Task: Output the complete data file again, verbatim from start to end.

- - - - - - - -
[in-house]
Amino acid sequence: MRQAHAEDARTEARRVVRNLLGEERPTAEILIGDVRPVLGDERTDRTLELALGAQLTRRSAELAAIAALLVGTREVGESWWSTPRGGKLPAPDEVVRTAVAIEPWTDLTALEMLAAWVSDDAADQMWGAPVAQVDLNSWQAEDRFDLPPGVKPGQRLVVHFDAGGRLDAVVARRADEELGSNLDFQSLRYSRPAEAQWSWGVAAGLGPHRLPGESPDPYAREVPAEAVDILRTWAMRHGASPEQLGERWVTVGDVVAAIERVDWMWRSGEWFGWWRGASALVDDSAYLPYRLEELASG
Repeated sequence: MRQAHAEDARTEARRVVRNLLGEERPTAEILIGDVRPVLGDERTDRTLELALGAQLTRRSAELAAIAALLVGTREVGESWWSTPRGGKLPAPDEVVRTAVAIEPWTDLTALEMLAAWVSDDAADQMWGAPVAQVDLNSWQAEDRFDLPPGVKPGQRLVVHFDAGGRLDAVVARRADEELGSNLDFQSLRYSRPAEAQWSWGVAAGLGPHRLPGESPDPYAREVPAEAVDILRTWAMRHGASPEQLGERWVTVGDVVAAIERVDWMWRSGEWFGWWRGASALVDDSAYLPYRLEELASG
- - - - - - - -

[in-house]
Amino acid sequence: MRQAHAEDARTEARRVVRNLLGEERPTAEILIGDVRPVLGDERTDRTLELALGAQLTRRSAELAAIAALLVGTREVGESWWSTPRGGKLPAPDEVVRTAVAIEPWTDLTALEMLAAWVSDDAADQMWGAPVAQVDLNSWQAEDRFDLPPGVKPGQRLVVHFDAGGRLDAVVARRADEELGSNLDFQSLRYSRPAEAQWSWGVAAGLGPHRLPGESPDPYAREVPAEAVDILRTWAMRHGASPEQLGERWVTVGDVVAAIERVDWMWRSGEWFGWWRGASALVDDSAYLPYRLEELASG
Repeated sequence: MRQAHAEDARTEARRVVRNLLGEERPTAEILIGDVRPVLGDERTDRTLELALGAQLTRRSAELAAIAALLVGTREVGESWWSTPRGGKLPAPDEVVRTAVAIEPWTDLTALEMLAAWVSDDAADQMWGAPVAQVDLNSWQAEDRFDLPPGVKPGQRLVVHFDAGGRLDAVVARRADEELGSNLDFQSLRYSRPAEAQWSWGVAAGLGPHRLPGESPDPYAREVPAEAVDILRTWAMRHGASPEQLGERWVTVGDVVAAIERVDWMWRSGEWFGWWRGASALVDDSAYLPYRLEELASG